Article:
U.S. Supreme Court

Case Status


Docket Number


2014 Term

Oral Argument Date

November 05, 2014

Lower Court Opinion

U.S. Court of Appeals for the Eleventh Circuit


Questions Presented

Whether Mr. Yates was deprived of fair notice that destruction of fish would fall within the purview of 18 U.S.C. § 1519, which makes it a crime for anyone who “knowingly alters, destroys, mutilates, conceals, covers up, falsifies, or makes a false entry in any record, document, or tangible object” with the intent to impede or obstruct an investigation, where the term “tangible object” is ambiguous and undefined in the statute, and unlike the nouns accompanying “tangible object” in section 1519, possesses no record-keeping, documentary, or informational content or purpose.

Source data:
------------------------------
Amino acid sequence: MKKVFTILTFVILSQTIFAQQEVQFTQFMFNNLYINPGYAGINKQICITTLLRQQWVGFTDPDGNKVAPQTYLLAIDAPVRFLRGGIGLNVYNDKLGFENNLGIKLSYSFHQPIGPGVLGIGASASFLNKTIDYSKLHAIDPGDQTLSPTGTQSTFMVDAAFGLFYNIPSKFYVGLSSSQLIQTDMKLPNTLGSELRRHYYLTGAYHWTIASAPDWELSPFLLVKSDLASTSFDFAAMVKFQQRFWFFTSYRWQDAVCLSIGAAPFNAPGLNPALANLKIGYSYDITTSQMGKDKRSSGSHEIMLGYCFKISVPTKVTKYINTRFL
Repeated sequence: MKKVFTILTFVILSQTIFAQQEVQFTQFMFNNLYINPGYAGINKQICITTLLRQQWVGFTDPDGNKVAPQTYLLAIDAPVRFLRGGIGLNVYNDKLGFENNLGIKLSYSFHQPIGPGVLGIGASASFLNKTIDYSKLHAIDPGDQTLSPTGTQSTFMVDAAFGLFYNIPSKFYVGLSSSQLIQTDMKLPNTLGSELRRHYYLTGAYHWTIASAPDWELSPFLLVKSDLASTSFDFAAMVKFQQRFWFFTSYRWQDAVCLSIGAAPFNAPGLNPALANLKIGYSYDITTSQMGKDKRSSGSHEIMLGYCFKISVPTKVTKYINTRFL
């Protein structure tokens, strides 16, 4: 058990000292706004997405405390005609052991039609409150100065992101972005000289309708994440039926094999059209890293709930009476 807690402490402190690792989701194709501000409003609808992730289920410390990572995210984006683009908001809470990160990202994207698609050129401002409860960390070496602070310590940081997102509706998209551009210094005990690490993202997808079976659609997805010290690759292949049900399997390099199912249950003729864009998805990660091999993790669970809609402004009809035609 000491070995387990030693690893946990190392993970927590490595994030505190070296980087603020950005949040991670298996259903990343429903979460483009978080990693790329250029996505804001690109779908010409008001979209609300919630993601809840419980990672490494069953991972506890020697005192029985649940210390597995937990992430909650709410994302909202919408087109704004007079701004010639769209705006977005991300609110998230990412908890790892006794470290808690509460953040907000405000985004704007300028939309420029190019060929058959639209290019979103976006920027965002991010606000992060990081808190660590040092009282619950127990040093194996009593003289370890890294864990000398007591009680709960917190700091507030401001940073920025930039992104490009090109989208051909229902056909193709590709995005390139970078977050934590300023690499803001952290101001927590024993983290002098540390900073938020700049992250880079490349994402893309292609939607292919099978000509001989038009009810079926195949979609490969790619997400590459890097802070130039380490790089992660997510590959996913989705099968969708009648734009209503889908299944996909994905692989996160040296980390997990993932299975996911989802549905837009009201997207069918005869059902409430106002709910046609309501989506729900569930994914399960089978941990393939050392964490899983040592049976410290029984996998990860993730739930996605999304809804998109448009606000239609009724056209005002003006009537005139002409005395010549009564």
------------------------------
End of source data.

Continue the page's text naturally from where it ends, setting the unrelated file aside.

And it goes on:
Case Updates

U.S. Supreme Court rejects over-broad reading of Sarbanes-Oxley (SOX) "anti-shredding" provision

February 25, 2015

The Court issued a 5-4 judgment that the Sarbanes-Oxley Act’s criminal prohibition against the intentional destruction of “any tangible object” does not reach a commercial fisherman’s destruction of three undersized grouper that he caught, but instead criminalizes only the intentional destruction of tangible objects that are used to record or preserve information, such as computer hard drives or other devices used to record electronic information.

Case Documents